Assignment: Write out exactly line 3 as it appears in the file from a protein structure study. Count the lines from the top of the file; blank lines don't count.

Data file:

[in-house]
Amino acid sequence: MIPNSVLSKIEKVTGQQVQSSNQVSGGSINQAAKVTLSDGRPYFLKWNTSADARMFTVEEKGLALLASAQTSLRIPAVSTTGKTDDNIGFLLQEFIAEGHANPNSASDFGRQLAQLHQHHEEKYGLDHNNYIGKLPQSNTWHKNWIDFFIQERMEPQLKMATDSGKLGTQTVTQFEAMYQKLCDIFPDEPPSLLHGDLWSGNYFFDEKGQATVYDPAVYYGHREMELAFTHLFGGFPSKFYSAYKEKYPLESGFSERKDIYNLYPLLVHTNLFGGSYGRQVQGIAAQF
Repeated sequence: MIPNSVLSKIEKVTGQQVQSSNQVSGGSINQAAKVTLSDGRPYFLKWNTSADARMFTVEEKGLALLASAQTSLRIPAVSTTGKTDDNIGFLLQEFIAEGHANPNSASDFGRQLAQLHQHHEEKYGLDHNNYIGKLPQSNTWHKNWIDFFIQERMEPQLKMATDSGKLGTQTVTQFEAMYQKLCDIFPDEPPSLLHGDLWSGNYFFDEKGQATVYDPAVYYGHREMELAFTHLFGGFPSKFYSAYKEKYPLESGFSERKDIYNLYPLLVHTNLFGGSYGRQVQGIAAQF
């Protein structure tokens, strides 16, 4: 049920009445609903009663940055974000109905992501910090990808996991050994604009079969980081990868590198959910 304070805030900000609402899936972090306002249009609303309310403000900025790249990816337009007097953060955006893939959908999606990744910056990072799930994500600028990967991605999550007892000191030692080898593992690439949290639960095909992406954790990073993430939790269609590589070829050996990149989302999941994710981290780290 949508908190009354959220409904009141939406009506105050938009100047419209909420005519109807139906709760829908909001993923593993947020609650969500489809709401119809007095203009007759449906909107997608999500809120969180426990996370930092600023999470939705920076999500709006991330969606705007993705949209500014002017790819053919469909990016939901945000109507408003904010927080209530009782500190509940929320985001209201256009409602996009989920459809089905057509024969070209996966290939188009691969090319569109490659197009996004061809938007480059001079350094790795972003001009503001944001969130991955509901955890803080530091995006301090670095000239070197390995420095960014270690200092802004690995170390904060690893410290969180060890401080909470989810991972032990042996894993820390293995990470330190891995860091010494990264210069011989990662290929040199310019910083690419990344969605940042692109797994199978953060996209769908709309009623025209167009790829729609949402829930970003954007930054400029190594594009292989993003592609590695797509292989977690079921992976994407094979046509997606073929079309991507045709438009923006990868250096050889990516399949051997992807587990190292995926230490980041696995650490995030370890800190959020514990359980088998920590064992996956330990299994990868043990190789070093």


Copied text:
Repeated sequence: MIPNSVLSKIEKVTGQQVQSSNQVSGGSINQAAKVTLSDGRPYFLKWNTSADARMFTVEEKGLALLASAQTSLRIPAVSTTGKTDDNIGFLLQEFIAEGHANPNSASDFGRQLAQLHQHHEEKYGLDHNNYIGKLPQSNTWHKNWIDFFIQERMEPQLKMATDSGKLGTQTVTQFEAMYQKLCDIFPDEPPSLLHGDLWSGNYFFDEKGQATVYDPAVYYGHREMELAFTHLFGGFPSKFYSAYKEKYPLESGFSERKDIYNLYPLLVHTNLFGGSYGRQVQGIAAQF